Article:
A crucial question raised by Pepper was how to get the word out to the citizens of Alexandria that electronic collars would no longer suffice as a “leash.”  Joy Wilson, the Director of Animal Control, responded that she plans to focus on educating the public about why the law changed.  Councilmember Frank Fannon had an excellent suggestion about reaching out through Alexandria’s robust pet care industry to spread the news.

After discussion, the City Council voted — once again, unanimously — in support of the change.  With that vote, the City of Alexandria has made it clear that electronic collars pose a sufficient safety threat to the dogs and the public that they will no longer count as “leashes” or “physical restraint” under the leash laws.

Major kudos to Alexandria’s Animal Control Officers and the Animal Welfare League of Alexandria!  As a resident of Alexandria since 1997, I can’t be more proud!  Thanks for all you do and congratulations on this huge victory for the animals!

Author: Heidi Meinzer

Attorney and Animal Lover, not necessarily in that order

12 thoughts on “Alexandria Animals Score Big Today!

  1. I am thrilled to see lawmakers address this safety and welfare issue so directly. Well done!

  2. If I remember correctly: after Wales banned shock collars, the shock collar industry challenged the law, but thankfully it was upheld. Do you think laws like these will encourage local, large retailers to stop carrying e-collars in stores and online?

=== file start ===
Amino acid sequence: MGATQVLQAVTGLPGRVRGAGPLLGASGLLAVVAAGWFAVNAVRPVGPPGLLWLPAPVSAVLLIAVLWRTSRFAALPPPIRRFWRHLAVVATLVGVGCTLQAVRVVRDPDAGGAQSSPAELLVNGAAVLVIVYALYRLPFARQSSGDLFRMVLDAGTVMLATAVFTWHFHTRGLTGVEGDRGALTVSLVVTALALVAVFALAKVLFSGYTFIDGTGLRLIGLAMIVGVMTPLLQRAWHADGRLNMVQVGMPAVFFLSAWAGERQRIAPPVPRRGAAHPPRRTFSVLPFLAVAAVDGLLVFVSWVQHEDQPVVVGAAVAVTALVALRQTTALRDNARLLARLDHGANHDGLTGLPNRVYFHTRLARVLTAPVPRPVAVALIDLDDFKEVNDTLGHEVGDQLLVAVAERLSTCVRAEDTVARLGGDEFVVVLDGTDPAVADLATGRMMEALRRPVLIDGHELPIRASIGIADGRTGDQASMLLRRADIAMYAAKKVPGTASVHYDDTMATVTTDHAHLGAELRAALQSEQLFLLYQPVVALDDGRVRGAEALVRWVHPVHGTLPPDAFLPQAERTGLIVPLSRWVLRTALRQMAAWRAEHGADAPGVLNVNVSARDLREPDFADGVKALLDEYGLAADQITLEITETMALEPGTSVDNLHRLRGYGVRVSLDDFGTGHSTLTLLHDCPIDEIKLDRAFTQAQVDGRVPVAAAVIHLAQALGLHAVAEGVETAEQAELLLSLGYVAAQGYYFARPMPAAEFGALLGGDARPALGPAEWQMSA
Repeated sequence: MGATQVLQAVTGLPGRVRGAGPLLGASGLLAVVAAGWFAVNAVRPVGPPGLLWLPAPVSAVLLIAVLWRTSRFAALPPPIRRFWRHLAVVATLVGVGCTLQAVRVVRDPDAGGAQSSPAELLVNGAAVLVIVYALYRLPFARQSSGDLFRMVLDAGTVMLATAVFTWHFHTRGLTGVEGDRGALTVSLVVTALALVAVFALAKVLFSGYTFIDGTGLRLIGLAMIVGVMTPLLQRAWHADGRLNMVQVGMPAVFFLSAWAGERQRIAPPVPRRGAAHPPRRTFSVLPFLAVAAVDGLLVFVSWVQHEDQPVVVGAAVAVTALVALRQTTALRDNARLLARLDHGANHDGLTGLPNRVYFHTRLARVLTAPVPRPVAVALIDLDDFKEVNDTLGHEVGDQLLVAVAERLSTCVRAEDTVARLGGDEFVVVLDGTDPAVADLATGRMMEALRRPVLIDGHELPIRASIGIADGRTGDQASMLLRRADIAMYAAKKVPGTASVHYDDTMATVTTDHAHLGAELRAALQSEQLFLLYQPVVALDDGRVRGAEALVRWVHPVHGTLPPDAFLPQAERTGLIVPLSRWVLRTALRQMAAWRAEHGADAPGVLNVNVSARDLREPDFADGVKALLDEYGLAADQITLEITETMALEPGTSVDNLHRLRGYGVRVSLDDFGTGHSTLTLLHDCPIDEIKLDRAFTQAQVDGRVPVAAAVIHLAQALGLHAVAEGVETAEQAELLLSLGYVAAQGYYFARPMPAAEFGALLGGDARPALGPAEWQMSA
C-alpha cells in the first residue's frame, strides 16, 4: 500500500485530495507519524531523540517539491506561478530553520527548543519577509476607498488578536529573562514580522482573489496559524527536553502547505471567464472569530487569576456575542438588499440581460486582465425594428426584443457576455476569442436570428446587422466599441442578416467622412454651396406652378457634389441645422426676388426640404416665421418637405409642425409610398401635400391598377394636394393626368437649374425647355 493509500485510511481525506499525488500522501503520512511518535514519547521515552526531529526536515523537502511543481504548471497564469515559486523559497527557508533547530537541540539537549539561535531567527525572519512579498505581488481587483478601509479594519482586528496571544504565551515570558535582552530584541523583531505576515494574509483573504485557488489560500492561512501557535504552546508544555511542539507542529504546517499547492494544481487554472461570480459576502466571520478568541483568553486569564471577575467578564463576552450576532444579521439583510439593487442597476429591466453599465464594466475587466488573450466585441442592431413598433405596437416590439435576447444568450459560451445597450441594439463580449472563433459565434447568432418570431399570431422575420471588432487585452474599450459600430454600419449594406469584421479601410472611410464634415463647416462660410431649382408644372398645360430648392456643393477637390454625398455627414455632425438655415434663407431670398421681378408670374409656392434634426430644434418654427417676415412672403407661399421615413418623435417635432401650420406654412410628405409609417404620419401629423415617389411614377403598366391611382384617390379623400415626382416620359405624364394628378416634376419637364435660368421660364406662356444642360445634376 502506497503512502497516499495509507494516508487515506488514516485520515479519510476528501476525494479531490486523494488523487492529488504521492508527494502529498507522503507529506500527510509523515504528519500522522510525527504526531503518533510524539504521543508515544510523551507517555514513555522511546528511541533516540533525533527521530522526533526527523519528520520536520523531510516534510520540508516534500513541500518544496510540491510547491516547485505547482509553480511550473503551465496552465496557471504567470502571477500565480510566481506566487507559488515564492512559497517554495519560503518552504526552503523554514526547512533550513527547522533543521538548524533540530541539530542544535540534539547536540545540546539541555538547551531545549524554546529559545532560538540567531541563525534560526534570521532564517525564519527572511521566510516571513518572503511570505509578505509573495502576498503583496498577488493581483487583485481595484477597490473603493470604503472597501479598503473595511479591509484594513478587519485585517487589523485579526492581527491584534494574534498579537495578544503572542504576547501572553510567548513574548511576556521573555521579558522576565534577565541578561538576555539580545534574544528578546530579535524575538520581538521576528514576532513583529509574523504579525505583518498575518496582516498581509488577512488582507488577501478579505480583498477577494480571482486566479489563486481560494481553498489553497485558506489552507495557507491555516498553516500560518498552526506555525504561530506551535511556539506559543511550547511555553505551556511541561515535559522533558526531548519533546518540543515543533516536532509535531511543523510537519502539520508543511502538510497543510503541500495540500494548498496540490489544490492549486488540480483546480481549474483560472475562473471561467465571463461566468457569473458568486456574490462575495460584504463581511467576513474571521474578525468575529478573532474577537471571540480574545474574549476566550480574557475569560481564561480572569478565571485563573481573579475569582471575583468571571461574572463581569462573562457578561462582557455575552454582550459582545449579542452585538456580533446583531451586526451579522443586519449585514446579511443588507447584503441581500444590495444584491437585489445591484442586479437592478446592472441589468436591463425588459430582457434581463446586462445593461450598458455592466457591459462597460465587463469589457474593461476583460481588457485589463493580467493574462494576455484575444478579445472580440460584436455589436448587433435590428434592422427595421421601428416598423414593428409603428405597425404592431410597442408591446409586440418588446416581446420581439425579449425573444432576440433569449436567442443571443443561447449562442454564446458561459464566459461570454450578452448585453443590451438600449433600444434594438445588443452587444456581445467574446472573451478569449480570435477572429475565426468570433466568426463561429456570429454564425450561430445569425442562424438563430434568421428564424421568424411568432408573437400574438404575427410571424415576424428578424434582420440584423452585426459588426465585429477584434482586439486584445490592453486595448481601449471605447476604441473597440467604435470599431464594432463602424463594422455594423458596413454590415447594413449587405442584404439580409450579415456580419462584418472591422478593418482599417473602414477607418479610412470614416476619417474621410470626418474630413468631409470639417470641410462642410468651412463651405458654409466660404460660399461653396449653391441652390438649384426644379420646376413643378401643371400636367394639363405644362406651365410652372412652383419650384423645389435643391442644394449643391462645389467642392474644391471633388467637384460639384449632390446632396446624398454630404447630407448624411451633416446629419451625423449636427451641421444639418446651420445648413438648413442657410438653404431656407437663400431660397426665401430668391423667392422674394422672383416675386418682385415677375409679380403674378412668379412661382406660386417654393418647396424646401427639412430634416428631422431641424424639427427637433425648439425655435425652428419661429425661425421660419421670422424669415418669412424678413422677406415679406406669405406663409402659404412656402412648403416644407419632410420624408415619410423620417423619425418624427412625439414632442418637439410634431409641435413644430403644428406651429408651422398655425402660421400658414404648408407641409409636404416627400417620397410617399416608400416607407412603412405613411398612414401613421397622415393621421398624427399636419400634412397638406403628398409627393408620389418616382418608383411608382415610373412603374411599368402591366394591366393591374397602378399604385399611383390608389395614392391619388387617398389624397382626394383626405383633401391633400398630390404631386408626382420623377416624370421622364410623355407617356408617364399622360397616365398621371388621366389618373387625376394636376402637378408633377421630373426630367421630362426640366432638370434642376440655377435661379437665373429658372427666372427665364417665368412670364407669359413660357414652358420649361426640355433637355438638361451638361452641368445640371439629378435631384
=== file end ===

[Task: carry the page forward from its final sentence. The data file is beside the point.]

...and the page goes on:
And now we need to get rid of Electronic Fences!

  3. Great news! Hopefully before long ‘ecollars’ will be nothing but a bad memory.

    • This law only clarifies that a shock collar can’t qualify as a leash. Probably the movement to get rid of them all together needs to come from Virginia’s General Assembly instead of jurisdiction by jurisdiction, but one step at a time! This was great considering that a jurisdiction in a more rural part of Virginia recently did the opposite and clarified that an electronic collar does qualify for a leash.

  4. What a sad day for Alexandria’s well trained dogs. the lack of education and understanding of all dog training tools that is coming out of Alexandria saddens me and makes me happy that I don’t live in that part of Virginia.

    Although I am all for the dogs in the car ruling, good call!